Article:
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Candidate No 60744

Research Proposal:

Title:

Behind Closed Doors:


The Lesbian Mother & The Family Courts of England & Wales

Background:

The focus of this research is the identification of possible disadvantages or

bias within the Family Courts of England and Wales upon the Lesbian mother. The

research will seek to assess the impact of the sexual orientation of the parent on the

custody decisions rendered by the Family Courts. This research is complicated by the

fact that the Family1 Courts of England and Wales are sealed and the records are not

available for public review2.

The motivation for this work stems from previous review of custody disputes

involving the sexual orientation of the parent in the United States3. The previous

work however was greatly unstructured and left many avenues to explore involving

the actual bias that may be present within the court system of the United States4.

However, the Family Courts of England and Wales provide a wonderful opportunity

to take this research beyond the participants in the process to question the structure of

the judicial process in general. The significance of closed courts is that the public or

other similarly situated individuals have limited information on these issues and

1
See: Lowe, N & Douglas, G, Bromley’s Family Law10th Edition, Oxford University Press, 2007.
2
Note: Contrary to the statement above concerning the courts in England and Wales the courts in the
United States do not have sealed files unless it is deemed necessary for the protection of the child or
individuals involved in the dispute. Therefore access to court documents and pleadings is less of a
barrier to research.
3
See Bottoms v. Bottoms 444 S.E. 2d 276 (Va. Ct. App. 1994) rev’d 457 S.E.2d 102 (Va. 1995).
4
Note: This statement does not imply that there is a federal or universal level of courts for family
disputes in the United States. Family matters are handled by the individual State courts of the United
States. Therefore there are possibly 50+ different states or territories to conduct research.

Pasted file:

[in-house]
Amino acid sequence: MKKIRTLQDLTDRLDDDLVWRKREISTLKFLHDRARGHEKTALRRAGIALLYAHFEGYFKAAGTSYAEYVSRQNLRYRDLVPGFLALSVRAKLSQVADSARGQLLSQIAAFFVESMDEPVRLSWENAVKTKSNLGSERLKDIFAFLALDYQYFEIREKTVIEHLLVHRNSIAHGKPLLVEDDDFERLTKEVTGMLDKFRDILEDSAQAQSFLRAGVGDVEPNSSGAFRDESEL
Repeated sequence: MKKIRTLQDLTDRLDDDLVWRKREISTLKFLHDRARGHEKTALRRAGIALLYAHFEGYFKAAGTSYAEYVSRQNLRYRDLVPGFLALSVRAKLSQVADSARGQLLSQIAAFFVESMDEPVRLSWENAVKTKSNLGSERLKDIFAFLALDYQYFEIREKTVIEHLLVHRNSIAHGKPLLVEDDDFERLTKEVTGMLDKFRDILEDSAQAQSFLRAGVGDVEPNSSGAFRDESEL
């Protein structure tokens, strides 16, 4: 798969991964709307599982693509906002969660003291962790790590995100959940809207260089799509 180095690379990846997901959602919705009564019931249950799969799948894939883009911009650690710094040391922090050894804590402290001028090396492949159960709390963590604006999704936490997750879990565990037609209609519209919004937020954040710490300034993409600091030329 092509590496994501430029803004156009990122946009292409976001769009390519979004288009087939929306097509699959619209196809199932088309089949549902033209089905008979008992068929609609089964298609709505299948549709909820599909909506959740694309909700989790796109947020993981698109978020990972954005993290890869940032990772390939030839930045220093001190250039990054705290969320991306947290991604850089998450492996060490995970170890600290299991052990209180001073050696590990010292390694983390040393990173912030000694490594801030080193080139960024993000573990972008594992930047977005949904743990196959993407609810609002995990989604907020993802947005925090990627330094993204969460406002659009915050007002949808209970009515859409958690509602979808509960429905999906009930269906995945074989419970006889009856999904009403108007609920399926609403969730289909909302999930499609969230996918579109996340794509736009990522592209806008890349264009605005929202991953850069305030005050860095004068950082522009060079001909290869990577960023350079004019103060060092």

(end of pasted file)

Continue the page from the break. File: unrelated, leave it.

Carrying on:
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Candidate No 60744

therefore a lack of resources to bring to the child custody hearings to ensure equal

footing amongst the participants5.

This work has real world relevance and as well is a means not only to address

bias within the courts when it comes to lesbian mothers but as well provide a research

framework to look at other under-represented groups. The most striking example of

the relevance of this work is a letter to the editor of DIVA in the May 2007 issue

which asked about the resources for a mother seeking to deal with a custody dispute

concerning her children as she sought to leave a previous marriage where her husband

was telling her GP and other individuals of her sexuality and seeking to use it as

evidence in the dispute6.

Research Questions:

1. Is there quantifiable bias present within the Family Courts of England &
Wales which would adversely impact the lesbian mother?

2. Does this bias stem from a larger social stigma or bias towards the sexual
orientation of the parent?

3. Does this bias impact younger or older lesbian mothers and as such is this
variance quantifiable with the chosen research methods?

4. Does the closed nature of the family courts provide an access problem to the
information sought and would research involving exclusively the parents be
viable if access to court files proves impossible?

5. Should the structure of the family courts be called into question concerning
access to information versus the overall benefit to other similarly situated
parents?

6. Does this bias appear to be a product of the parties in dispute or is it inherent


in the court personnel and actors in the child custody dispute process.

5
Note: Concerning the limited information available to lesbian mothers it would be inappropriate not
to mention the book by Harne,L and Rights of Women, Valued Families: The lesbian Mothers’ Legal
Handbook, Caledonian International, 1997. This books provides a beneficial resource to lesbian
mothers and does cover some aspects of the current legal state of Family law in England and Wales the
only limitation is that it has not been updated since 1997.
6
See Anon, KID CRISIS, pg 9 in Czyzselska, J, DIVA, Issue 132, May 2007, Millivres Prowler
Publication, website located at http://www.divamag.co.uk
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7. Which research method is more beneficial to discovering evidence of bias


within the Family Courts, qualitative or quantitative approach? Or is a
combination of methods more appropriate?

The desired outcome of this research is to flag possible problem areas within the

courts and to look for solutions to remove bias based on sexual preference or lifestyle

from custody hearings.

Research Methods:

The goal of this research is to bring a personal side to the custody disputes

between parties within the Family Courts of England and Wales. The most beneficial

means of bringing such a personal side to any socio-legal matter is provide evidence

through actual individuals involved and to find these individuals it will be necessary

to utilize both quantitative and qualitative methods. Through the use of a combination

of techniques it should be possible to gain access to the community of lesbian mothers

in England and Wales. However, it remains that one of the most challenging aspects

of this research is gaining access.

Access

Access to actual lesbian mothers that have had custody disputes or are in the

process of being involved in a custody dispute is essential to the success of this

research. However, there are many possible pitfalls that arise when trying to gain